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Daily Archives for: September 3rd, 2009

The recent discovery – in a randomised, controlled trial – that daily ingestion of 1100 IU of colecalciferol (vitamin D) over a 4-year period dramatically reduced the incidence of non-skin cancers makes it difficult to overstate the potential medical, social and economic implications of treating vitamin D deficiency. Not only are such deficiencies common, probably the rule,

Background: Numerous observational studies have found supplemental calcium and vitamin D to be associated with reduced risk of common cancers. However, interventional studies to test this effect are lacking.

Objective: The purpose of this analysis was to determine the efficacy of calcium alone and calcium plus vitamin D in reducing incident cancer risk of all types.

Background: The neonatal brain is particularly vulnerable to imbalances in redox homeostasis because of rapid growth and immature antioxidant systems. Vitamin C has been shown to have a key function in the brain, and during states of deficiency it is able to retain higher concentrations of vitamin C than other organs. However,

Background and Purpose — Inflammatory response is a critical component of the complex pathophysiological response to stroke. Vitamin C has been shown to have important roles in cell performance and vascular function. In this study, we compared the nutritional status and levels of inflammatory markers between stroke cases and controls and assessed which antioxidant was associated with levels of inflammatory markers and oxidative stress among cases and controls.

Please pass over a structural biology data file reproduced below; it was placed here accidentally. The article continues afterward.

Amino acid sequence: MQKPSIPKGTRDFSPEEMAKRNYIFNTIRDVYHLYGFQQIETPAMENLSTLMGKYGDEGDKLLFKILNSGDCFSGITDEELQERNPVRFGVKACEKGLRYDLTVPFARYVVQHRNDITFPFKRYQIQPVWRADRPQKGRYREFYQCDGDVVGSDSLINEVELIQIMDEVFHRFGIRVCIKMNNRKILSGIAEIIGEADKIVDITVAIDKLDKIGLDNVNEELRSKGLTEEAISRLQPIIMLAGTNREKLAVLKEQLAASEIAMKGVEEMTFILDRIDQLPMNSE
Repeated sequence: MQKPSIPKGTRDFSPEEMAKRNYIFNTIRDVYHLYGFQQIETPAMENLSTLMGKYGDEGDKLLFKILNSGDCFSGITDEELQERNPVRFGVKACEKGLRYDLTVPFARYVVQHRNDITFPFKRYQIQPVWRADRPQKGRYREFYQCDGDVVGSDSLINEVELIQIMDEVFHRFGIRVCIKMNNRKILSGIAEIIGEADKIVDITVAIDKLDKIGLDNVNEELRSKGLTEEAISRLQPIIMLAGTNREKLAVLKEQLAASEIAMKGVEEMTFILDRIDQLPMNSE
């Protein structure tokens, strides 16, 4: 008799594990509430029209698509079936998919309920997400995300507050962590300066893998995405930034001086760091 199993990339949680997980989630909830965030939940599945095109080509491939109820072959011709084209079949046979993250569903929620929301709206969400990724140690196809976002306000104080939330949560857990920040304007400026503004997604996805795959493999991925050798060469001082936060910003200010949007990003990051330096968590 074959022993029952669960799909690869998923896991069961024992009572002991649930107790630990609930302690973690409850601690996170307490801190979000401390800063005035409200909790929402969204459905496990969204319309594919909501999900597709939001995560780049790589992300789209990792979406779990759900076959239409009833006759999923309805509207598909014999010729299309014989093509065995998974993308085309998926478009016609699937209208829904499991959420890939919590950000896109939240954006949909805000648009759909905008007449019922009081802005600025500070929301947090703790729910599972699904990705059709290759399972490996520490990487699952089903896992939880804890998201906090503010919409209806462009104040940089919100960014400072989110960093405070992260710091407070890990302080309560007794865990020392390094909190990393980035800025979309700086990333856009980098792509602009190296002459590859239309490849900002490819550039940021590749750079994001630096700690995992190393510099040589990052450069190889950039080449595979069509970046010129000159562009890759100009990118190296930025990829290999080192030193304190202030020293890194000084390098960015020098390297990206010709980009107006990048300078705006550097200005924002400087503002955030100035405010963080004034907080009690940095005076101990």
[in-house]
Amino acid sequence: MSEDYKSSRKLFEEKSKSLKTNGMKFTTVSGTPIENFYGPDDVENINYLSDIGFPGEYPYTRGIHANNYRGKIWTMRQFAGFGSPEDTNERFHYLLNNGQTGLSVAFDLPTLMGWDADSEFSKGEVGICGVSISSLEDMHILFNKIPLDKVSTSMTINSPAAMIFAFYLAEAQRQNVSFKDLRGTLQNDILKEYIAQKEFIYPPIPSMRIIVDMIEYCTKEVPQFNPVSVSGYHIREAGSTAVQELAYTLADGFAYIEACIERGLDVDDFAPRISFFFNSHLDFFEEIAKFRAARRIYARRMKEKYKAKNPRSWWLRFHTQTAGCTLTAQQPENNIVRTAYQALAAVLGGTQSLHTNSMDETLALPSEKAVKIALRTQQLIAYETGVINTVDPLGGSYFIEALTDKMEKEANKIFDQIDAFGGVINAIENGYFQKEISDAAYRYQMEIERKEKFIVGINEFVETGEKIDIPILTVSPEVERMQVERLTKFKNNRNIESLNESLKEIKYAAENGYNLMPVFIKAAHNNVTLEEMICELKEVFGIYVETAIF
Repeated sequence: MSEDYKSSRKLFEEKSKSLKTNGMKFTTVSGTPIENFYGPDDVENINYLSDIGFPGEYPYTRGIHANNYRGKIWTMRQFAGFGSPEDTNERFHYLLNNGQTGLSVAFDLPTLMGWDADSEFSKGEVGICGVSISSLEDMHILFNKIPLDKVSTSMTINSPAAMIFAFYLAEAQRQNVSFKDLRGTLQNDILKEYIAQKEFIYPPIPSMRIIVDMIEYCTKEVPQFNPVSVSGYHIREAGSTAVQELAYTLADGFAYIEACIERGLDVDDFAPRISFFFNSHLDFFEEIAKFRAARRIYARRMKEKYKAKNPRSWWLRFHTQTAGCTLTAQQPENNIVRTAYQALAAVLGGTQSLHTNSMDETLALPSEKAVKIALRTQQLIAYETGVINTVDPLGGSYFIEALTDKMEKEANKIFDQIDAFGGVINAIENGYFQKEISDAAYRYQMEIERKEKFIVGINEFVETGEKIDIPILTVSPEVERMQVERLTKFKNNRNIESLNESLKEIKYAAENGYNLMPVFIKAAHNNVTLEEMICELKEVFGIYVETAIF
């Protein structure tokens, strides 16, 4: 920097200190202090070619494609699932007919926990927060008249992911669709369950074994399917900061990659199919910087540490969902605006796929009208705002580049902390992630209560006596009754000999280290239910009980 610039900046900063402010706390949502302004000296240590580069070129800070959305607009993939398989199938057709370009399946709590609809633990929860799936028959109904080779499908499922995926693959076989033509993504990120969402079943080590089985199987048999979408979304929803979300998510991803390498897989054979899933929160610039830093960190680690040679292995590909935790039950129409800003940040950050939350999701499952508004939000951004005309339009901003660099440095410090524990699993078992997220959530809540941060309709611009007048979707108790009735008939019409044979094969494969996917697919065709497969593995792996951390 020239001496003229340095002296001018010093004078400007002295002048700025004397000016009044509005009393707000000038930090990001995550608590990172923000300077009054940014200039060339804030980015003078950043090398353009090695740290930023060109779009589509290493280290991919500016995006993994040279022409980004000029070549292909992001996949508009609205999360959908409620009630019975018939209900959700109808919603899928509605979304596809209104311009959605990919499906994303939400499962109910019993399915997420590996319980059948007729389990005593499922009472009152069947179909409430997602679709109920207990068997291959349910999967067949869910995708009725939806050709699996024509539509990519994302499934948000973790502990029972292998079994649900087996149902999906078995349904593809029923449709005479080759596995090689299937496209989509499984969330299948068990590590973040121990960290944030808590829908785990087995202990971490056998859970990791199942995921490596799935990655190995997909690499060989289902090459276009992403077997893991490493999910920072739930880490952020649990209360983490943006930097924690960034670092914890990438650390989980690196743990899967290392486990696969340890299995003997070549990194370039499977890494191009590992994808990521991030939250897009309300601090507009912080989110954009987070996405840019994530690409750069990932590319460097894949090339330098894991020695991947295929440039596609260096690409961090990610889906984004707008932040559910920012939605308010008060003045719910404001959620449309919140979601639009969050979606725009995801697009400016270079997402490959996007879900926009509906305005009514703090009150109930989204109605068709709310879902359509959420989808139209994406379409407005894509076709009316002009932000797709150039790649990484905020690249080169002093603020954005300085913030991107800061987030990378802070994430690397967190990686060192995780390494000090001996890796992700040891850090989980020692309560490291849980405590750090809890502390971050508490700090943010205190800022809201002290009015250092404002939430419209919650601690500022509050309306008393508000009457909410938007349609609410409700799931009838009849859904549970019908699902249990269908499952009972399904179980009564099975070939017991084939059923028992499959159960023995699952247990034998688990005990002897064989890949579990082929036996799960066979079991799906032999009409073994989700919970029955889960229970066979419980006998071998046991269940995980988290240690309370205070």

Background: The relation between plasma vitamin C and risk of stroke remains unclear. Although clinical trials showed no significant benefit of vitamin C supplementation in reducing stroke risk, they were not able to examine the relation between plasma vitamin C concentrations and stroke risk in a general population.

Objective: The objective was to examine the relation between baseline plasma vitamin C concentrations and risk of incident stroke in a British population.

Vitamin C concentrations in the plasma and leukocytes rapidly decline during infections and stress. Supplementation of vitamin C was found to improve components of the human immune system such as antimicrobial and natural killer cell activities, lymphocyte proliferation, chemotaxis, and delayed-type hypersensitivity. Vitamin C contributes to maintaining the redox integrity of cells and thereby protects them against reactive oxygen species generated during the respiratory burst and in the inflammatory response.

Background: Vascular endothelial dysfunction, accelerated thickening of arterial intima, and changes in ventricular repolarization contribute to increased cardiovascular morbidity in type 1 diabetes (T1D). Although vitamin C has important antioxidant functions and increased oxidative stress is a central mechanism of cardiovascular dysfunction in T1D, the relation between vitamin C and the cardiovascular system in young diabetic patients has not been investigated.